Former football star gets 18 months for drunk-driving death

17-year-old victim was family friend

August 05, 2010|By Larry Carson, The Baltimore Sun

A 23-year-old former River Hill High School football star was sent to jail for 18 months Thursday for the November death of a 17-year-old friend in a drunk-driving accident that has torn two Howard County families apart.

Described as a "gentle giant," a 6-foot-4-inch, 320-pound David Erdman of Ellicott City bowed his head and cried along with the mother of his victim. He had pleaded guilty in May to negligent homicide while driving under the influence of alcohol.

Steven Dankos died early in the morning of Nov. 30 when the pickup truck Erdman was driving after a round of post-football-game parties ran off Folly Quarter Road and hit several stone pillars. Dankos had been riding in the truck's bed. Erdman's younger brother Thomas — Dankos' best friend — was in the front seat.

Erdman's blood-alcohol level after the accident measured 0.21 percent, nearly three times the legal limit of 0.08. He, his younger brother and Dankos had been drinking at parties, some held in homes where the teens' parents allowed it.

"I should have been the role model," Erdman said in court, turning to Nancy Davis, Dankos' mother, to his own family and to the 20 people who attended to support both families. "I'm apologizing to Miss Nancy.

"I can't understand why it all happened," he said as Davis and his own mother, Wanda Erdman, sobbed. "It doesn't have to happen. You don't have to go with the pressures they put on you."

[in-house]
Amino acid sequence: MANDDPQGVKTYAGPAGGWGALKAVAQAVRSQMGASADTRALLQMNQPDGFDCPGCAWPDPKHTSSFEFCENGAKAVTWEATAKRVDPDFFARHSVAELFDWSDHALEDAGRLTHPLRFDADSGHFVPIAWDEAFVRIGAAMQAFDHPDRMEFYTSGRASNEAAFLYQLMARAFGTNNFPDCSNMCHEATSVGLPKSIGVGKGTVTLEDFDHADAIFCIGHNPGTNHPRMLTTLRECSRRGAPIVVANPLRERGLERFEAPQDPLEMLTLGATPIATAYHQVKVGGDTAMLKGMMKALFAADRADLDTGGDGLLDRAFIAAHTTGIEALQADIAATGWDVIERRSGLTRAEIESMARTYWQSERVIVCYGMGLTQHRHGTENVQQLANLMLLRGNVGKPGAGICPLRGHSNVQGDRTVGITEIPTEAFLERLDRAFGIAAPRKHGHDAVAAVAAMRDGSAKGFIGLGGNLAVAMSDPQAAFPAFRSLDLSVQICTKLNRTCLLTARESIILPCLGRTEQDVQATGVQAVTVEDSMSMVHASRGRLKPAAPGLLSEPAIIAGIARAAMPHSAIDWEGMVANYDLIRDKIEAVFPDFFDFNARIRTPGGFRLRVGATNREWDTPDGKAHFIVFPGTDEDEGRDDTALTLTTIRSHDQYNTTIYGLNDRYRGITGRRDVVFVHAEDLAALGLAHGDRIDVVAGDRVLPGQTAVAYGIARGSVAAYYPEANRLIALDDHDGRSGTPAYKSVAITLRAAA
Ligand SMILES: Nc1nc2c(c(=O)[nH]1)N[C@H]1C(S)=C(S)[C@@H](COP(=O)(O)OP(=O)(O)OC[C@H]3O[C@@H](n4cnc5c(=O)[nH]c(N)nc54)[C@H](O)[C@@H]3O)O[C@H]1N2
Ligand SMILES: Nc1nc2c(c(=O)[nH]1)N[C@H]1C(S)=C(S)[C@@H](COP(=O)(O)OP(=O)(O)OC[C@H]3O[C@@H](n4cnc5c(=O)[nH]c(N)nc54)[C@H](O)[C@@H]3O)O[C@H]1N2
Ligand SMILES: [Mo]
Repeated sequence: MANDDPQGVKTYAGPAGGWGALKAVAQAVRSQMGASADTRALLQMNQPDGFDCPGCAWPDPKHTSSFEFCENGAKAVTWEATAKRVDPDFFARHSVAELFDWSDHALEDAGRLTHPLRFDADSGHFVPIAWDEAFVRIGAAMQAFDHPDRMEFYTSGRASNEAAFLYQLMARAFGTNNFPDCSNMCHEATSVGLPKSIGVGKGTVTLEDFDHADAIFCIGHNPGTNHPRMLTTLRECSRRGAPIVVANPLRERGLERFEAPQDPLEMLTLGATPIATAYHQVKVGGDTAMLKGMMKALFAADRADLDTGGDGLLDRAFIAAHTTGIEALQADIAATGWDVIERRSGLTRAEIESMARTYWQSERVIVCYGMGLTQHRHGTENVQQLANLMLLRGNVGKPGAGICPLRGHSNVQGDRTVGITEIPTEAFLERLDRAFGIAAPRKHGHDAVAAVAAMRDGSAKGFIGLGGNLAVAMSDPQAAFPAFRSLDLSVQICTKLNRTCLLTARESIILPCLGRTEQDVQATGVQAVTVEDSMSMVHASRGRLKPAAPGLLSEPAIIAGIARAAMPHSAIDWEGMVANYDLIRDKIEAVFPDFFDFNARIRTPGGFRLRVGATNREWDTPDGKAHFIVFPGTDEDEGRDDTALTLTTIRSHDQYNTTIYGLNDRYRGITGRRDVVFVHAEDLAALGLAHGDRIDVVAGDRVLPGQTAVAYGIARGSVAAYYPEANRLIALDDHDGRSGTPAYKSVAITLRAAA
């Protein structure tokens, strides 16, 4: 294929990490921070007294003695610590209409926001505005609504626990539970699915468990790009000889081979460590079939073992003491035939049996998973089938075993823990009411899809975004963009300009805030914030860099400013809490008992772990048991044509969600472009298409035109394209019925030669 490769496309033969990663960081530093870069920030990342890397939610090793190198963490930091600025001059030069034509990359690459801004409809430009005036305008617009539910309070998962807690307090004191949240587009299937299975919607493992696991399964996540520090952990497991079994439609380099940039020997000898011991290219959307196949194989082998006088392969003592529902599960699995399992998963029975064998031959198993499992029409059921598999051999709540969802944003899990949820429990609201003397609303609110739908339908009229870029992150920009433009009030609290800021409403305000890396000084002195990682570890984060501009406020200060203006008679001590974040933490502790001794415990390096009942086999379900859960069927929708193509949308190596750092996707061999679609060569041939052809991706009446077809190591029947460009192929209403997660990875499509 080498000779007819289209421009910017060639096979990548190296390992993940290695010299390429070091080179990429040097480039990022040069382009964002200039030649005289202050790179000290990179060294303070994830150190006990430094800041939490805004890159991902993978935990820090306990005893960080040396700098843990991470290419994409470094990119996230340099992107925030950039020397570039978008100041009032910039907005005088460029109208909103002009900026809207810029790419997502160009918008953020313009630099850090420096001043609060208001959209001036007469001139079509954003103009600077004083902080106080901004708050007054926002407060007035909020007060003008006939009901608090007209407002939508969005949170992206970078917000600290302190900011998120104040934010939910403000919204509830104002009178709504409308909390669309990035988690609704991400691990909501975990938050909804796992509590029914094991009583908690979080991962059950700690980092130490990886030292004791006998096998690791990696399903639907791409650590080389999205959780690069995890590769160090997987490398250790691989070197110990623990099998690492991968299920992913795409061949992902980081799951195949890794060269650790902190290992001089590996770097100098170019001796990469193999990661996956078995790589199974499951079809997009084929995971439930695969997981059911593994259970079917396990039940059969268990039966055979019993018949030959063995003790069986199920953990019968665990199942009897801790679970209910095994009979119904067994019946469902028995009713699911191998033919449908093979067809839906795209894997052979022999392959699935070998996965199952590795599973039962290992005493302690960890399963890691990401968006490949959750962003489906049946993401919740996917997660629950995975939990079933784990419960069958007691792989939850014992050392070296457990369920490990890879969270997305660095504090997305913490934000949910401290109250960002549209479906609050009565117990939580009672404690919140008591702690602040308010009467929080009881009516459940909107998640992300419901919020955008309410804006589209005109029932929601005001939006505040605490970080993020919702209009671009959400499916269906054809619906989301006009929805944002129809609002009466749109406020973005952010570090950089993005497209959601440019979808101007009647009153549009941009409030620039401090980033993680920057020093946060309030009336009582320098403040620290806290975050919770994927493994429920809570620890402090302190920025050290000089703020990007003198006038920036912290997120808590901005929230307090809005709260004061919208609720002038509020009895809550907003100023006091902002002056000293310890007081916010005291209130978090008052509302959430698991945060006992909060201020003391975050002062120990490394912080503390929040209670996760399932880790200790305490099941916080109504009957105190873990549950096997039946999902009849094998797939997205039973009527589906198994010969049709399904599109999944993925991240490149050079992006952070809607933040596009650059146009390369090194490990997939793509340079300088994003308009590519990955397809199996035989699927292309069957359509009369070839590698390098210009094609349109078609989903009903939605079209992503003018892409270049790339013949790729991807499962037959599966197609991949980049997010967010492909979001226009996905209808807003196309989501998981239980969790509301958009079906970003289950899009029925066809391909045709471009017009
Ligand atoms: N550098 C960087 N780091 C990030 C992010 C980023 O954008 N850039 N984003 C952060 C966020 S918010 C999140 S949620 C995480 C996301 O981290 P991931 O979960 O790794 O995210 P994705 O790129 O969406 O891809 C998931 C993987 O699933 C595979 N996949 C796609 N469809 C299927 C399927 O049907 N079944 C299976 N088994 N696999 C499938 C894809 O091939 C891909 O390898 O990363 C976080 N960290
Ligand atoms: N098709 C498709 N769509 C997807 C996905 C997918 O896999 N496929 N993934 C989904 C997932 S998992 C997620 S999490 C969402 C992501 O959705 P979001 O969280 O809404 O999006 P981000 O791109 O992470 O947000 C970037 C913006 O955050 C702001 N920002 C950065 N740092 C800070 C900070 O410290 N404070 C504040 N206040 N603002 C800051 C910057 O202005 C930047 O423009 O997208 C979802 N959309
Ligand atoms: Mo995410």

Erdman hasn't had a drink since that night, his attorney, Jeff Harding, told Circuit Judge Diane O. Leasure, and has completed a 25-day outpatient alcohol abuse program. Leasure sentenced him to five years, but suspended all but 18 months in the Howard County Detention Center, with a recommendation that he be considered for work release. Prosecutor Danielle M. Duclaux had asked for such a sentence. Harding had requested one year of home detention for Erdman.

Duclaux said earlier that the tragedy could have been avoided if the parents of partiers had not allowed underage teens to drink in their homes, much less drive. In addition, Erdman could have accepted an offer from another friend to drive him and his friends home, and she said the crash might not have happened at a lower speed. Police found the truck had been speeding on the rural roadway at the moment of the crash.

"These cases are always very hard," Duclaux told the judge, "because the defendant sitting there is not really a bad person."

Davis earlier delivered an emotional victim impact statement in which she said, "Steven was my first-born child, the light of my life." Davis has two younger children, but "with Steven's death my heart is not only broken, but shattered." Continuing, she told Leasure that "he was my soul mate. Steven was my star. Each day [without him] is a living hell."

What's worse, she said, is that he idolized David Erdman, who was an All-American player at Wesley College in Delaware after high school.

"I cannot hate you," Davis said to Erdman, but added that she envied him and his brother, who still often comes to her home to mourn, for being still alive and having long lives ahead.

Wanda Erdman was no less emotional, telling Leasure, "He struggles every moment of every day.

"He can't look at his younger brother," she said. "I can't tell you how much I miss Steven as well," she said.

Davis became so overwrought that she had to leave the courtroom, delaying the sentencing. Lynn Doyle, who is her sister and Dankos' aunt, embraced Wanda Erdman. Both were in tears as the group waited for the hearing to resume.

Erdman's college football coach and his employer both came to speak about his better qualities, but Leasure rejected the request for home detention as too little punishment, though she acknowledged Erdman's emotional torment.

"The greatest punishment is living with this every day knowing that a life was lost," she said, adding that she knew Erdman was "completely remorseful."

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